Mobile banking – 2014
In September 2013, 5W looked at the reported experience of UK customers around banking with their smartphones. Many things have changed since then. The BBA published a report stating that mobile banking transactions doubled within a year – a rate internet banking didn’t manage to achieve in a decade. Inspired by the same report, The Telegraph headlined “Banking technology brings ‘seismic decline’ in branch transactions”. Earlier still, multiple banks signed up to use a common app for mobile payments services, switching bank accounts is much easier now, and Lloyds TSB split into Lloyds and TSB as two separate entities. With changes abound, we, at 5W, thought it’s worth it to have another look at what changed in the social conversation from last year.
2014 – Mobile banking as a service
From our initial assessment of the data, we saw a shift in the conversation about mobile banking apps from a “nice-to-have” to a service people rely on. This shift is an indicator of the adoption of mobile banking as part of the banking routine which falls in line with the BBA report. As more people use mobile applications, more often, these applications lose their novelty and become utilities people use to solve everyday chores. Hence, we reorganised the analysis from the lens of mobile banking as a service.
The new analysis is based on 3,035 posts for the same period. To check that we are still assessing the conversation of the same profile of users, we compared their interests with those of last year’s monitor. The bubbles represent the interests from both groups, their size represents how prevalent they are in the groups, and how far they are from the vertical line represents their difference – wider spread = greater difference. Here we see the bubbles are bunching up in the middle of the graph, and the ones that don’t, talk about time-dependent events such as IOS7 (which wasn’t released until September 2013). This gives us confidence that we are still observing the same profile of people.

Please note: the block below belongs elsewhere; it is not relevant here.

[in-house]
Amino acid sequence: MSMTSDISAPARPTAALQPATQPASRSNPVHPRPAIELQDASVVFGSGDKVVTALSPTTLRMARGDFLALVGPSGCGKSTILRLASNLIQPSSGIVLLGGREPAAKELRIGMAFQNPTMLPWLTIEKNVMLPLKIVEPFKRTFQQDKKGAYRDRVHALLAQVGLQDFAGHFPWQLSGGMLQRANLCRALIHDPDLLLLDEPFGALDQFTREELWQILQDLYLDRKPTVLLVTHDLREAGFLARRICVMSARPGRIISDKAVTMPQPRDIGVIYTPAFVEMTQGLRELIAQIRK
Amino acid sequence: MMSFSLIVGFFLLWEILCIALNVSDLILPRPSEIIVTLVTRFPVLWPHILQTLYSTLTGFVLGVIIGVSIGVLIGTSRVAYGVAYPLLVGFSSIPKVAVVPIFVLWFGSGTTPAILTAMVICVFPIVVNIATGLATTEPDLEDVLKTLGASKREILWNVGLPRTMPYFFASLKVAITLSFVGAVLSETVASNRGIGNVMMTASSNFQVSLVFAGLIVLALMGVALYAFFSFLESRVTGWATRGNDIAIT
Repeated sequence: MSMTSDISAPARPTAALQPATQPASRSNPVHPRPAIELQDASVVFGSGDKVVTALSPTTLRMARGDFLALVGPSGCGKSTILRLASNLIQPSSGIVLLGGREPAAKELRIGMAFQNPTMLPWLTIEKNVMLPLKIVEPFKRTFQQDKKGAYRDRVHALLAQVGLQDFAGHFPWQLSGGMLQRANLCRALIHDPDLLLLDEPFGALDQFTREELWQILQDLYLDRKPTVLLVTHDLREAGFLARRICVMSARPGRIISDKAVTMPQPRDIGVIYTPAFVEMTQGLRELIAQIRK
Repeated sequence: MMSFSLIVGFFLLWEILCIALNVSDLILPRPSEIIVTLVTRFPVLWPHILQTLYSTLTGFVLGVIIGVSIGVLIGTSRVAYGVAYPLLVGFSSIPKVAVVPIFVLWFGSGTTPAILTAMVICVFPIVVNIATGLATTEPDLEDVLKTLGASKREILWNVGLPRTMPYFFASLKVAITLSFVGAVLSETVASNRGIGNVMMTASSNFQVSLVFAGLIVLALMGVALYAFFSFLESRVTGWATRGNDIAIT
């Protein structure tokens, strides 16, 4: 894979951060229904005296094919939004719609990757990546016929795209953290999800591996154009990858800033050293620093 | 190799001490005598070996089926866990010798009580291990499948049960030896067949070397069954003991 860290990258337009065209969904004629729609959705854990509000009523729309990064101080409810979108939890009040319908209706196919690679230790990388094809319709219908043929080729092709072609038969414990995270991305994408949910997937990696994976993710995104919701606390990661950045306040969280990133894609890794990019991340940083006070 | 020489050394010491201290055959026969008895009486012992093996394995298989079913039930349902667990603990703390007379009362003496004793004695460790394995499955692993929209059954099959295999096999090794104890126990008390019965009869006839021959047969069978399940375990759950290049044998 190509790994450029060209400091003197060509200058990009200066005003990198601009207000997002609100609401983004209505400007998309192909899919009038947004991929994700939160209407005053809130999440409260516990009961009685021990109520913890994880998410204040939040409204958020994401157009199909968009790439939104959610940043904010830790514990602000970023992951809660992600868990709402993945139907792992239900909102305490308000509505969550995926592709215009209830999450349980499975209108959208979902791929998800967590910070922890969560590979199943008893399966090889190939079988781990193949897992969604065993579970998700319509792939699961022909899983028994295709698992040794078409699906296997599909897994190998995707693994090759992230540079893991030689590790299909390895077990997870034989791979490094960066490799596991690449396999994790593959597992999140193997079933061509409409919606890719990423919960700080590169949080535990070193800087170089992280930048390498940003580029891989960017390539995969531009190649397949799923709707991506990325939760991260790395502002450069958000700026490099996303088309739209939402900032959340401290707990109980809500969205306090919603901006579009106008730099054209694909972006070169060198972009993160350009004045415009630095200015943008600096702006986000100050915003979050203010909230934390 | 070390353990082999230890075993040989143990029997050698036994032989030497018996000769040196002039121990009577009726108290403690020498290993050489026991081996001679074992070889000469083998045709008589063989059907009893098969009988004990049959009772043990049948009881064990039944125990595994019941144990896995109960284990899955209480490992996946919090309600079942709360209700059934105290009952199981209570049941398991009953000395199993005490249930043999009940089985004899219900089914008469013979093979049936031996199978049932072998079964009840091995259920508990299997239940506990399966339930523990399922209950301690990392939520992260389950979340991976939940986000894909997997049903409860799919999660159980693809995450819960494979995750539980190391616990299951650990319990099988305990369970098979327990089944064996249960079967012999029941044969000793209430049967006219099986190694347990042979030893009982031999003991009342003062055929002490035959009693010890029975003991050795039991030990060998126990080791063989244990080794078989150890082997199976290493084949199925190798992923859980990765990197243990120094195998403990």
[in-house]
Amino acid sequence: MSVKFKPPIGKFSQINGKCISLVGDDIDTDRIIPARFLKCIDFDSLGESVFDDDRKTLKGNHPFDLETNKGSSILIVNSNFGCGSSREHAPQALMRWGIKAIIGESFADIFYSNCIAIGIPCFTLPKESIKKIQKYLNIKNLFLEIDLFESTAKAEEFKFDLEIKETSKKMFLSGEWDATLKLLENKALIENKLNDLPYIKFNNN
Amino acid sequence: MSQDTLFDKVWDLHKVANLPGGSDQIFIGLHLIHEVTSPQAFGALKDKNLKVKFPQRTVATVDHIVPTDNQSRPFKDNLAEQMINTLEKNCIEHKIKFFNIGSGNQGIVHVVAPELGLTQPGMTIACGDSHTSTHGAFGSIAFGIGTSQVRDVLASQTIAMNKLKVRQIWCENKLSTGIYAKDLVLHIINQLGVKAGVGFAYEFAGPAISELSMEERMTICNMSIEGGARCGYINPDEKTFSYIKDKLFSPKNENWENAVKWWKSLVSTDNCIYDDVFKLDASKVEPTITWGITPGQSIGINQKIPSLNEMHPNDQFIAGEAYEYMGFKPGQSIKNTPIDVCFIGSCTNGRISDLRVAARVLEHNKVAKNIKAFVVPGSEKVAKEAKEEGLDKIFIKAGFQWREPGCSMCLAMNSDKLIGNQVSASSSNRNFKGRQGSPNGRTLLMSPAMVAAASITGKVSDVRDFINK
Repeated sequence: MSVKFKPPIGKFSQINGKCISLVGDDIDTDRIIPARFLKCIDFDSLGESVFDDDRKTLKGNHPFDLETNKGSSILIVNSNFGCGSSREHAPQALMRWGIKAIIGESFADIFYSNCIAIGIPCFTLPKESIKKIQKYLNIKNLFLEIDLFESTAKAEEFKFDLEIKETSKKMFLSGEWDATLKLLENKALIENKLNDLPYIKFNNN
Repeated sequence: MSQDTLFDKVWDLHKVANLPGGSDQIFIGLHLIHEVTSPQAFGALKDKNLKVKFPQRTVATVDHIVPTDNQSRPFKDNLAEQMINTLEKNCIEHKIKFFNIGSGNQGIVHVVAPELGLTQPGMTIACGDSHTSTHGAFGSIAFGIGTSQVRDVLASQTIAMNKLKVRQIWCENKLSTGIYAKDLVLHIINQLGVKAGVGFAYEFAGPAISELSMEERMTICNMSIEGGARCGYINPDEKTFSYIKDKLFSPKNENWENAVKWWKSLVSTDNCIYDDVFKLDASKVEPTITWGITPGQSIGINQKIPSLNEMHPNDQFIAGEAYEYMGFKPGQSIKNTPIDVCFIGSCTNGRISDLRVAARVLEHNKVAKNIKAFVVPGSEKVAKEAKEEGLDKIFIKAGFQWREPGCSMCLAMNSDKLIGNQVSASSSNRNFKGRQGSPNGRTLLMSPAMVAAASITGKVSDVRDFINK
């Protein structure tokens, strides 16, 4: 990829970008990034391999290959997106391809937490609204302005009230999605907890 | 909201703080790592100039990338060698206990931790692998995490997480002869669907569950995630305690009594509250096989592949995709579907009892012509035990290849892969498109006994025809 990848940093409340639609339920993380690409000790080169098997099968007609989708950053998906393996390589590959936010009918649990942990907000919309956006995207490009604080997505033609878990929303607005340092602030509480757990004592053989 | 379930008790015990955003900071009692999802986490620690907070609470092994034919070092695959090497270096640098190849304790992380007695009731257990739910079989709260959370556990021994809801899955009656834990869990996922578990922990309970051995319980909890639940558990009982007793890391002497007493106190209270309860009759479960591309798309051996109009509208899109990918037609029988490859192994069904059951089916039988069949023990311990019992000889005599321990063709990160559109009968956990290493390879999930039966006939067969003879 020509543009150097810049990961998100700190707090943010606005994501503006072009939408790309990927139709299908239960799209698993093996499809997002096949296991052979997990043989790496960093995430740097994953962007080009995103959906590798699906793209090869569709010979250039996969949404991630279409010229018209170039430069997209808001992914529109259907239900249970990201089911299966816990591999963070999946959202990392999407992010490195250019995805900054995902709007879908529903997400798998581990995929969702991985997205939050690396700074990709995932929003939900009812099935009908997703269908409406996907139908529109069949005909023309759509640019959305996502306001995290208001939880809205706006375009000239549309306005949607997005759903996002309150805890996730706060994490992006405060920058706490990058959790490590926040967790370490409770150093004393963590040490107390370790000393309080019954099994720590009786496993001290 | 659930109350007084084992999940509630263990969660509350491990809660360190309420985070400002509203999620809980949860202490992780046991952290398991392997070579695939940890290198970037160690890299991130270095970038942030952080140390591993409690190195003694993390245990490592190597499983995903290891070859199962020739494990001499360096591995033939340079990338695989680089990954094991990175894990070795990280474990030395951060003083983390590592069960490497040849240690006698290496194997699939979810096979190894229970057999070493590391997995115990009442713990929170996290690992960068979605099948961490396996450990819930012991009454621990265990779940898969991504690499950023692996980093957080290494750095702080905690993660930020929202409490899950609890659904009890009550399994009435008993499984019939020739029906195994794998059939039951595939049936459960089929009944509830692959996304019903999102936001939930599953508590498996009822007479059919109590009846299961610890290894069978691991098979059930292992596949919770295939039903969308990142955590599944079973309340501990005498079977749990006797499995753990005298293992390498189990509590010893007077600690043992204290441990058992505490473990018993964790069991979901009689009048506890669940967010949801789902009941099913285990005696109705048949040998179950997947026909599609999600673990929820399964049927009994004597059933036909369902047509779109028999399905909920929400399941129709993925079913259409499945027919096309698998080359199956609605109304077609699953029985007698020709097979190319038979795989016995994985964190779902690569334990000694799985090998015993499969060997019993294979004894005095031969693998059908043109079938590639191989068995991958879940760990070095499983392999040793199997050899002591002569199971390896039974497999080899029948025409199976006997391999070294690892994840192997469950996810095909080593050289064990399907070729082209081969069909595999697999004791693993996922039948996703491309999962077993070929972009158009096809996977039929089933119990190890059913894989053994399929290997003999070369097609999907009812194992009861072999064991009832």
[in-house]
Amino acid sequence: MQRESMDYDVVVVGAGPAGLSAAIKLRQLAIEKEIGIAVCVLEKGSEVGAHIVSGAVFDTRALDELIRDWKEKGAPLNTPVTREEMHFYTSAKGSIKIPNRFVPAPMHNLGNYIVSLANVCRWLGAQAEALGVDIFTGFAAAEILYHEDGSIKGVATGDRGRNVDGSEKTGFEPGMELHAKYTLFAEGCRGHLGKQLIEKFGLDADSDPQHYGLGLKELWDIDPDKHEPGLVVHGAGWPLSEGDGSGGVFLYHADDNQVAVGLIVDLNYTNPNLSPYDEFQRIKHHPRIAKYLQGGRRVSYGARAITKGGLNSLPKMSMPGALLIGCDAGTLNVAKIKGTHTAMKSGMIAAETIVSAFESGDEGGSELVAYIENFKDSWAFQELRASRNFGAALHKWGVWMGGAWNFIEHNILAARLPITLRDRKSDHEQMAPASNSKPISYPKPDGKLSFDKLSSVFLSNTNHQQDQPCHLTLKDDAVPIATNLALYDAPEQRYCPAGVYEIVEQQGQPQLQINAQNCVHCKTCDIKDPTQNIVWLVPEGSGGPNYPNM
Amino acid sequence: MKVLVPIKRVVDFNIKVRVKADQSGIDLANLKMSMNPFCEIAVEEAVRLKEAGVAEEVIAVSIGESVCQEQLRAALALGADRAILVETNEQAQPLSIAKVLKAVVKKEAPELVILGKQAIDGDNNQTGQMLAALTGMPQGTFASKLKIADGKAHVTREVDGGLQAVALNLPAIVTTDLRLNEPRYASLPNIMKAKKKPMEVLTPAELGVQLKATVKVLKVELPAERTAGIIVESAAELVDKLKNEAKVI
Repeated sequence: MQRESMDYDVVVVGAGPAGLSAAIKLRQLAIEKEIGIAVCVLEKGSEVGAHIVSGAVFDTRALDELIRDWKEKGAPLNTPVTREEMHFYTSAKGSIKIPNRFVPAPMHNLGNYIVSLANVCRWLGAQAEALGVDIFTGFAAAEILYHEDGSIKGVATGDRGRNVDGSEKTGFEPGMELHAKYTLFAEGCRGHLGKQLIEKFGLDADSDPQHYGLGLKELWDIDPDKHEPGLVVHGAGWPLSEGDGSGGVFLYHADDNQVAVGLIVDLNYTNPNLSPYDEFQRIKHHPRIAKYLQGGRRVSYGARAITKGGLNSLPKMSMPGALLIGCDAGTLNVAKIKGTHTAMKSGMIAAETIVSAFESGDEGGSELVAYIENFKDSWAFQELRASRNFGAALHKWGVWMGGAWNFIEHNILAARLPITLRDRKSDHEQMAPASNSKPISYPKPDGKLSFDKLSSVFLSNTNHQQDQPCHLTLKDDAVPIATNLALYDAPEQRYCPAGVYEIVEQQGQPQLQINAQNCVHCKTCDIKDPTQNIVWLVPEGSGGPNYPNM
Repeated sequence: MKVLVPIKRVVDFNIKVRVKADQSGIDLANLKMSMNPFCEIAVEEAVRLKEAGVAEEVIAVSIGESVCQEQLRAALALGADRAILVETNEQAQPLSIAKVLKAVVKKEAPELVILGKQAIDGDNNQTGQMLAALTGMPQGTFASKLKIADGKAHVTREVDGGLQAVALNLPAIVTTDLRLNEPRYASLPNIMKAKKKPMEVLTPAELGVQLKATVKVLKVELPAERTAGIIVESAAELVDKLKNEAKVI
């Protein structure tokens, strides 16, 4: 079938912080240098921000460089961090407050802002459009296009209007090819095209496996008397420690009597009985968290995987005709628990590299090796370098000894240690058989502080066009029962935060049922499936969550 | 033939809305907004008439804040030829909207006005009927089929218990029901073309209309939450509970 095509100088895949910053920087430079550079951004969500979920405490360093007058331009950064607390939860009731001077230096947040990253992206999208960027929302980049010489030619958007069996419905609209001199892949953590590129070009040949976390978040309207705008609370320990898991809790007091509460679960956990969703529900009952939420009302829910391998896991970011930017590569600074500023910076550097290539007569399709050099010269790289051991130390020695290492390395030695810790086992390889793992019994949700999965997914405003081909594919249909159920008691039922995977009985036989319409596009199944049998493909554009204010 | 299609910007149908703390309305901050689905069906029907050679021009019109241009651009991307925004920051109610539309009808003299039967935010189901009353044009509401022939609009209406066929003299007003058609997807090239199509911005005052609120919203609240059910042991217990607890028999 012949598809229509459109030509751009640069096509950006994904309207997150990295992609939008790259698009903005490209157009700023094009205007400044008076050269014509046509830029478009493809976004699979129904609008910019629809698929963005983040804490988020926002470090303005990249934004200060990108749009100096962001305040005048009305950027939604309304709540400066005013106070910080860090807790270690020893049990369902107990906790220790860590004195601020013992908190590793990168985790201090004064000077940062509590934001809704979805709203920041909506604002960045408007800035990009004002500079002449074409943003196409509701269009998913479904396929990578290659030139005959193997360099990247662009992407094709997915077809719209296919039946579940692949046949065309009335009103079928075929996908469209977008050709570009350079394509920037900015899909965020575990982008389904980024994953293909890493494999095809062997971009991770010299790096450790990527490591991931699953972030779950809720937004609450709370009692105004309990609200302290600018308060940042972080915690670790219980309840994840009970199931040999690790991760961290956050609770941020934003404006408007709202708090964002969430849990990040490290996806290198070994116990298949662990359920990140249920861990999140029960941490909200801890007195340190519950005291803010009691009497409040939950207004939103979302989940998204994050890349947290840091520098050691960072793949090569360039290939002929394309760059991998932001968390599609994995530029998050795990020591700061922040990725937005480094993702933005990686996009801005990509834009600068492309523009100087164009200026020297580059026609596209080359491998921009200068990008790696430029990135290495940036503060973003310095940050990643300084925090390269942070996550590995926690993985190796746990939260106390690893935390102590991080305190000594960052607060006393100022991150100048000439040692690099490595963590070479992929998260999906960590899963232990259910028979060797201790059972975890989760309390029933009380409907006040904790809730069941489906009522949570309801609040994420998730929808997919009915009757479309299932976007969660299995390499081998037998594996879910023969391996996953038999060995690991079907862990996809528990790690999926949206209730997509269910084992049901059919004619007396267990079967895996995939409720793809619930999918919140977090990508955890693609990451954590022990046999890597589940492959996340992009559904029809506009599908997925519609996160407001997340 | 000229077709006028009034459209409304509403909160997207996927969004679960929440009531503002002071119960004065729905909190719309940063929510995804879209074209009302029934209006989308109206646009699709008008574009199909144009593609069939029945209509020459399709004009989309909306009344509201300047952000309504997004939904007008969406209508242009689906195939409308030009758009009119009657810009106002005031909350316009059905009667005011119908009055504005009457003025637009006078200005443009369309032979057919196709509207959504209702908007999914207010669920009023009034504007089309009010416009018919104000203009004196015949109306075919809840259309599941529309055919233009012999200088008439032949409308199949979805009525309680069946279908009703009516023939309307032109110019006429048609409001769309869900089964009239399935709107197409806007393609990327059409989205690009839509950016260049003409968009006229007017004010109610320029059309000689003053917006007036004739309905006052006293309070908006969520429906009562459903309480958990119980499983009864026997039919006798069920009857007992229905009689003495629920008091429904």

This shift in conversation is a mirror of this transition. Less people are now wowed by the mobile app features but more find them to be essential to their day to day activities, “God sent”, and more talk about the banks “finally having an app”. Indeed, we see that the bulk of the conversation is now treating Mobile banking as a fact of life. 36% state it’s “God sent” in its convenience; while 24% ask for help or advice, which indicates that more people are adopting the solution leading to an increase in questions around it.
In 2014, we see a new category, “choosing bank based on app” counting for 12% of the conversation. It includes posts about people asking which bank to go to or mentioning that they chose or are switching banks because of the mobile app. This is a sizeable change from last year where we barely detected any mentions of this phenomenon. A separate analysis of people talking about switching banks (1,206 posts) showed that mobile banking is not a major reason to switch; but it is a reason (12%), and one that might grow as more people adopt the technology.
App and service issues and platform support, at 24% of the conversation, are still the main points of customer complaints. The issues ranged from the apps not supporting newer releases of the software to crashing on pay-day. Customers voiced frustration at the banks not supporting BlackBerry 10 and Windows Mobile 8 after a year of promising the updates.
Mobile banking going mainstream
Overall, this analysis points to the move of mobile banking from a nice-to-have into mainstream functionality. The increased adoption of mobile banking apps, especially when driven by the banks’ own advertising, means customers expect a reliable service.
This massive adoption will be pushing the banks to learn from the leaders in mobile software development and potentially work with the mobile vendors to ensure compatibility with future iterations or outsource the mobile banking app service to specialist firms. Equally, the demand for platform support present an opportunity to share development costs with Mobile Vendors to promote new platforms i.e., Windows 8 Mobile, Blackberry 10, especially when the numbers backup the proposition.
From what is apparent, the major lack of incentive to push mobile development further is customer inertia. Few people actively mentioned they will or are switching banks for the app. This inertia gives the banks time to consider where to invest their money, if at all. Last September, a new regulation made it easier for people to switch bank accounts and the pressure to be up-to-date with mobile banking will increase when more people get on-board mobile banking and are used to switching banks.